It was a nice thought from Patrick Kane in regard to the winless trip the Blackhawks finished over the weekend. If only he hadn’t been sick during the trip, if only Duncan Keith hadn’t missed nearly an entire game after being ejected, if only all the players had dug a little bit deeper — maybe, just maybe Joel Quenneville would still be their coach.
Alas, Quenneville — on the Mount Rushmore of Chicago coaches and one of the greats of his era in the NHL — was fired Tuesday, 15 games into his 11th season with the Hawks and with the team in an 0-4-1 slide that took the shine off a 6-2-2 start.
Replacing Quenneville, 60, who was the league’s longest-tenured coach, is Jeremy Colliton, 33, who instantly became its youngest. Colliton, a native of Blackie, Alberta, was in his second season as coach of the Hawks’ AHL affiliate in Rockford.
“A decision like this isn’t made on one game, one play or one specific thing,” general manager Stan Bowman said. “It’s sort of a collection of things. Certainly, the road trip was concerning. But I think even heading into that, there were some elements to our game where they weren’t where they needed to be.”
It’s a move that will be debated in bar rooms and re-litigated in the media for years to come. Given the longstanding friction that many believe existed between Bowman and the man who led three Hawks teams to Stanley Cup titles, though, is also smacked of inevitability.
Under Quenneville — the second-winningest coach in NHL history, behind Bowman’s father, Scotty — the Hawks won 452 regular-season games and 76 postseason games and raised the Cup in 2010, 2013 and 2015.
But the team lost first-round series to St. Louis and Nashville, respectively, in 2016 and 2017 — the sweep by the eighth-seeded Predators was especially gruesome — and missed the playoffs for the first time under Quenneville in 2018.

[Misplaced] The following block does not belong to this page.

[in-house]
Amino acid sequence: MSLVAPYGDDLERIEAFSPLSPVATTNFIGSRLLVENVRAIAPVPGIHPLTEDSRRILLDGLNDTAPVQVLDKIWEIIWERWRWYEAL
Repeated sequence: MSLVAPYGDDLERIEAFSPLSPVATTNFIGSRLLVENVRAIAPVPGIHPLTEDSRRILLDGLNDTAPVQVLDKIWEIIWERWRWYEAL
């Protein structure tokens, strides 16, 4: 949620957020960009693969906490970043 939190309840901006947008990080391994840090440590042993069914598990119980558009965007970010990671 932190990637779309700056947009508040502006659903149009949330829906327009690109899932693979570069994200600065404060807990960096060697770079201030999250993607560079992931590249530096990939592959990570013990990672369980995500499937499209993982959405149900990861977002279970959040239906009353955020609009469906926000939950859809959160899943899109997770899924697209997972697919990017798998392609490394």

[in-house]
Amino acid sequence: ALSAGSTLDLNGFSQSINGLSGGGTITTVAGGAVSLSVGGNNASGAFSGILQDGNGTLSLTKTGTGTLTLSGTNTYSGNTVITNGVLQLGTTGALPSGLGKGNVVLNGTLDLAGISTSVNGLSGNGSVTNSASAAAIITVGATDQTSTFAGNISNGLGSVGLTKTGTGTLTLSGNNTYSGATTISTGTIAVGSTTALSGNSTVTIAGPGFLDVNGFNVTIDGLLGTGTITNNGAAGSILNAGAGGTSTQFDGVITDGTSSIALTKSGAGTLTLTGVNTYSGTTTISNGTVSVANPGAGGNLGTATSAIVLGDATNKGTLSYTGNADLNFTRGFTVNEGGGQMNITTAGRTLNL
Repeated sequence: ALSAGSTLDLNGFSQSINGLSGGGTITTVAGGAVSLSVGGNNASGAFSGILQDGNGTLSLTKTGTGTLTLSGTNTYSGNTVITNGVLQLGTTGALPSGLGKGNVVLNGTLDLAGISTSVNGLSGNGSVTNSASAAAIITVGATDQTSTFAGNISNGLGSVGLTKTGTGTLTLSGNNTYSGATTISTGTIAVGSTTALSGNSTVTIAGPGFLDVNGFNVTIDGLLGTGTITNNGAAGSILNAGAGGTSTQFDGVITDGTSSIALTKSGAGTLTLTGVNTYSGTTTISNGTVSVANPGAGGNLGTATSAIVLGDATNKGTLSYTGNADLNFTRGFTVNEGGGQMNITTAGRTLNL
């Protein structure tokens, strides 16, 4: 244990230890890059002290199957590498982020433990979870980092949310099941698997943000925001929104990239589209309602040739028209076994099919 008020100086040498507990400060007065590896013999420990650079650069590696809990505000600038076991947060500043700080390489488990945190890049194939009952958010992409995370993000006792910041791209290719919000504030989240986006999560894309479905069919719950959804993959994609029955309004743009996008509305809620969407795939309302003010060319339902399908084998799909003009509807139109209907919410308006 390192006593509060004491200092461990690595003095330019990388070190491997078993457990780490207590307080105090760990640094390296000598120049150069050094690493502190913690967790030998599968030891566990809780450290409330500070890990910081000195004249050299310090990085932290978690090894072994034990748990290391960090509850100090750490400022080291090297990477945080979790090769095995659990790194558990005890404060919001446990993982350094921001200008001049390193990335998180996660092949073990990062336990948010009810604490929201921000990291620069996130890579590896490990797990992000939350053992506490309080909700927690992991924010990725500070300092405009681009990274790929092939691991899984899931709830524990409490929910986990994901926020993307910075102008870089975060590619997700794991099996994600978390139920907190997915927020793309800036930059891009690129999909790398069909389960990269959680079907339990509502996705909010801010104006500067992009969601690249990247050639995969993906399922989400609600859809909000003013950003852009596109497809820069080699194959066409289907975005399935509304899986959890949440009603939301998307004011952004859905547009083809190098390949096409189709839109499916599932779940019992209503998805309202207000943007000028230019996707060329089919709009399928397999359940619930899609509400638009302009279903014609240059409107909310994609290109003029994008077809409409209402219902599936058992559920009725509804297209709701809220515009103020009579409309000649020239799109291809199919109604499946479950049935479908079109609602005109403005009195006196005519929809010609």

Team president John McDonough called Quenneville “the greatest coach in the history of our franchise.” Yet he threw his “full support” behind Bowman, who put his own reputation on the line emphatically.
Bowman, who was promoted to GM nine months after predecessor Dale Tallon hired Quenneville, disputed the common characterization of his relationship with the coach as a power struggle.
“There’s no truth to that whatsoever,” he said. “Quite the contrary. Joel has been great to me the entire time we’ve been together I would say we have a very good relationship. Do we agree on everything over 10 years? No, we don’t. But we see the game very similarly, and I think that’s one of the reasons we were able to have as much success as we did together.”
The Hawks often sputter offensively nowadays and seemingly have fallen off a cliff defensively. The power play has been a nagging problem through the years. Some of that clearly is on Quenneville and his staff, including Kevin Dineen and Ulf Samuelsson, who also were jettisoned in this seismic shakeup.
Roster decisions have blindsided Quenneville at times, though, and that’s on Bowman. The impacts of the trades of Artemi Panarin and Niklas Hjalmarsson have been felt nightly at opposite ends of the rink.
“We’re all accountable for this,” Bowman said. “This is not just on one person today, or just on Joel or the other coaches. We all play a role in this, and we have to get better.”
According to McDonough, no consideration was given to removing Bowman instead of, or in addition to, Quenneville. McDonough expressed the front office’s firm belief in the current roster — a sentiment many Hawks fans might disagree with in the strongest terms — and shot down the use of the word “rebuilding.”
“We want to win,” he said. “We want to ‘re-win.’ ”
Doing that again — ever — at the level achieved on Quenneville’s watch will be mighty difficult. There was George Halas. There was Phil Jackson. There was the magnificently mustachioed man known as “Q.” That’s the sort of company Quenneville keeps now, his run of excellence in this town officially over.
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